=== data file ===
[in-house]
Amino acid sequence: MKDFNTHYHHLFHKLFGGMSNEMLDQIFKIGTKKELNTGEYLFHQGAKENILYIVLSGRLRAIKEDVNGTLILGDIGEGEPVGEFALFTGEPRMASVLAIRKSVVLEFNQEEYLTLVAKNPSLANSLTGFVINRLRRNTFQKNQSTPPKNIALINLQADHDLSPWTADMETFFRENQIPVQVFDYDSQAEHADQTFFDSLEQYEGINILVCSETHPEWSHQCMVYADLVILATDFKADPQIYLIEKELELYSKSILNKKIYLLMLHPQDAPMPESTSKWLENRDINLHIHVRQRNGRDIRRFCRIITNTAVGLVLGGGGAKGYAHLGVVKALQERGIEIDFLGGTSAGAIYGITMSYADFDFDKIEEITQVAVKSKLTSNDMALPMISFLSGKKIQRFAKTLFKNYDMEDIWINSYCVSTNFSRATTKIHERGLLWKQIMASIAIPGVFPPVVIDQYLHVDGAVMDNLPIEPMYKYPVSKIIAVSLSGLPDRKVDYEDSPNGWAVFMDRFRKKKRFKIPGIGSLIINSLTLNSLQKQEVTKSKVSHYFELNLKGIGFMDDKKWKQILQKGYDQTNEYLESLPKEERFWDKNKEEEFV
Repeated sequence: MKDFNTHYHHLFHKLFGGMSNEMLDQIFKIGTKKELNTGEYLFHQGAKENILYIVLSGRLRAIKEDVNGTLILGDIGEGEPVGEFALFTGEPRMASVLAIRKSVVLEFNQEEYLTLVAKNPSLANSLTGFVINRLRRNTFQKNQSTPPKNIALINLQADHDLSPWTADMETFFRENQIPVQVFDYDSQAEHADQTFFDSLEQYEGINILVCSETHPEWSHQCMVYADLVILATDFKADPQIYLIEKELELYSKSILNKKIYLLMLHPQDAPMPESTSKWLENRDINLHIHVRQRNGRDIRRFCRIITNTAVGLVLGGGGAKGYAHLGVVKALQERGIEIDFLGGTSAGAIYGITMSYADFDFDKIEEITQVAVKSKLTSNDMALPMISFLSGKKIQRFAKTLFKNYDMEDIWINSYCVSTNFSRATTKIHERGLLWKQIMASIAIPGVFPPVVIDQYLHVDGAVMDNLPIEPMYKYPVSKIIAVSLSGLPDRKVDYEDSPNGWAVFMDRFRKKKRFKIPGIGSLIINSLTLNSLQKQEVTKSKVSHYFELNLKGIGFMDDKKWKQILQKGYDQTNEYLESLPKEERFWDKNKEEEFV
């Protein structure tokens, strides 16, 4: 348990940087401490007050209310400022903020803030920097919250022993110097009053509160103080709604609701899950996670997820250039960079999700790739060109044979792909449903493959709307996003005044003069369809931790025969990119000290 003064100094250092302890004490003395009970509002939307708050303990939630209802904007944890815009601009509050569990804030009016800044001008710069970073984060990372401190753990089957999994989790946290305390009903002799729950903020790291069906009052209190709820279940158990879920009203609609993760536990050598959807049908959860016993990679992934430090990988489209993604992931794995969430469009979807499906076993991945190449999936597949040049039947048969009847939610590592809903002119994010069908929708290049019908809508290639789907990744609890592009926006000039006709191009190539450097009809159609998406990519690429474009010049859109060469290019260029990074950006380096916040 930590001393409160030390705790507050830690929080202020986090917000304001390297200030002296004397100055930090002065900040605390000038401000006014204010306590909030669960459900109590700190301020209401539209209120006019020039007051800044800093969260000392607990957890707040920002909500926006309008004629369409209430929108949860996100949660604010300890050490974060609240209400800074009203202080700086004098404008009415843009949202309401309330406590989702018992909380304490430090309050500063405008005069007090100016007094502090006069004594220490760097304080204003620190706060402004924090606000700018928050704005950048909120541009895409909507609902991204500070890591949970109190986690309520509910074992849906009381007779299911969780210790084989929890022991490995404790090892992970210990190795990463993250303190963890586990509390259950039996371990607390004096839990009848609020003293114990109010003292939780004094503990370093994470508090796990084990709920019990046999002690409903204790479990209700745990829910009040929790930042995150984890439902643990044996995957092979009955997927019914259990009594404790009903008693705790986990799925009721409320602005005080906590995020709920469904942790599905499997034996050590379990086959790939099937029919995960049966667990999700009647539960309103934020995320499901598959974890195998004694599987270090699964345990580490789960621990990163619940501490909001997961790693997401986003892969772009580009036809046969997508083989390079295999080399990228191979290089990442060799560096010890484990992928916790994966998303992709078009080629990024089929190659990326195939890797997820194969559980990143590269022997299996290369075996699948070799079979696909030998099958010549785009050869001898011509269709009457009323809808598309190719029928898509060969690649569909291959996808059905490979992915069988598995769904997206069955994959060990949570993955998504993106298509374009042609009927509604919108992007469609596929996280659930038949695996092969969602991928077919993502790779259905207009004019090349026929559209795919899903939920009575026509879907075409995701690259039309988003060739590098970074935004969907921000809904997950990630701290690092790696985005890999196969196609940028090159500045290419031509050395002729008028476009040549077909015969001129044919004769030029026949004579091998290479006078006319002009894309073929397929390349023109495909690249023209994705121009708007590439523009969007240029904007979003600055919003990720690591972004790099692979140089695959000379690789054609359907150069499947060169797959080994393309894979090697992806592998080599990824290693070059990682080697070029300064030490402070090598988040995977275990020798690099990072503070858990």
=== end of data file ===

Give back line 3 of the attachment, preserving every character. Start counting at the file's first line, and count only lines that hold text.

Repeated sequence: MKDFNTHYHHLFHKLFGGMSNEMLDQIFKIGTKKELNTGEYLFHQGAKENILYIVLSGRLRAIKEDVNGTLILGDIGEGEPVGEFALFTGEPRMASVLAIRKSVVLEFNQEEYLTLVAKNPSLANSLTGFVINRLRRNTFQKNQSTPPKNIALINLQADHDLSPWTADMETFFRENQIPVQVFDYDSQAEHADQTFFDSLEQYEGINILVCSETHPEWSHQCMVYADLVILATDFKADPQIYLIEKELELYSKSILNKKIYLLMLHPQDAPMPESTSKWLENRDINLHIHVRQRNGRDIRRFCRIITNTAVGLVLGGGGAKGYAHLGVVKALQERGIEIDFLGGTSAGAIYGITMSYADFDFDKIEEITQVAVKSKLTSNDMALPMISFLSGKKIQRFAKTLFKNYDMEDIWINSYCVSTNFSRATTKIHERGLLWKQIMASIAIPGVFPPVVIDQYLHVDGAVMDNLPIEPMYKYPVSKIIAVSLSGLPDRKVDYEDSPNGWAVFMDRFRKKKRFKIPGIGSLIINSLTLNSLQKQEVTKSKVSHYFELNLKGIGFMDDKKWKQILQKGYDQTNEYLESLPKEERFWDKNKEEEFV